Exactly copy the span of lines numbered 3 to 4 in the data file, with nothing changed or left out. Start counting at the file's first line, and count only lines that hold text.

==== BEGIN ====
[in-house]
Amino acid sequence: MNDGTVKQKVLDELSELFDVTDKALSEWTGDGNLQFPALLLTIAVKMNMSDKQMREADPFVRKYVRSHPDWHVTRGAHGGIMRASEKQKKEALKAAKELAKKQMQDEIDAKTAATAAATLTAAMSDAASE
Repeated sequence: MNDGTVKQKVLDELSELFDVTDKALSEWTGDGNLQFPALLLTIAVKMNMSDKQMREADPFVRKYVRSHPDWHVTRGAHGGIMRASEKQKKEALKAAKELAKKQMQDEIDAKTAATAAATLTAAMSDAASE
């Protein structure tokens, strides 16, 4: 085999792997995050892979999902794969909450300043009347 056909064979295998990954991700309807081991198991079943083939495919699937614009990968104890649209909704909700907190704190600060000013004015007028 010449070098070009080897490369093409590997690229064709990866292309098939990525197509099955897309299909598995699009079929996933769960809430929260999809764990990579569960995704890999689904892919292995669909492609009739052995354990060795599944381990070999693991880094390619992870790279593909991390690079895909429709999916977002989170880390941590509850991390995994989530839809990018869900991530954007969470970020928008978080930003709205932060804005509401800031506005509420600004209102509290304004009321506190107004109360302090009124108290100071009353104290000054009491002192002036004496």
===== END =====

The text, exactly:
Repeated sequence: MNDGTVKQKVLDELSELFDVTDKALSEWTGDGNLQFPALLLTIAVKMNMSDKQMREADPFVRKYVRSHPDWHVTRGAHGGIMRASEKQKKEALKAAKELAKKQMQDEIDAKTAATAAATLTAAMSDAASE
């Protein structure tokens, strides 16, 4: 085999792997995050892979999902794969909450300043009347 056909064979295998990954991700309807081991198991079943083939495919699937614009990968104890649209909704909700907190704190600060000013004015007028 010449070098070009080897490369093409590997690229064709990866292309098939990525197509099955897309299909598995699009079929996933769960809430929260999809764990990579569960995704890999689904892919292995669909492609009739052995354990060795599944381990070999693991880094390619992870790279593909991390690079895909429709999916977002989170880390941590509850991390995994989530839809990018869900991530954007969470970020928008978080930003709205932060804005509401800031506005509420600004209102509290304004009321506190107004109360302090009124108290100071009353104290000054009491002192002036004496």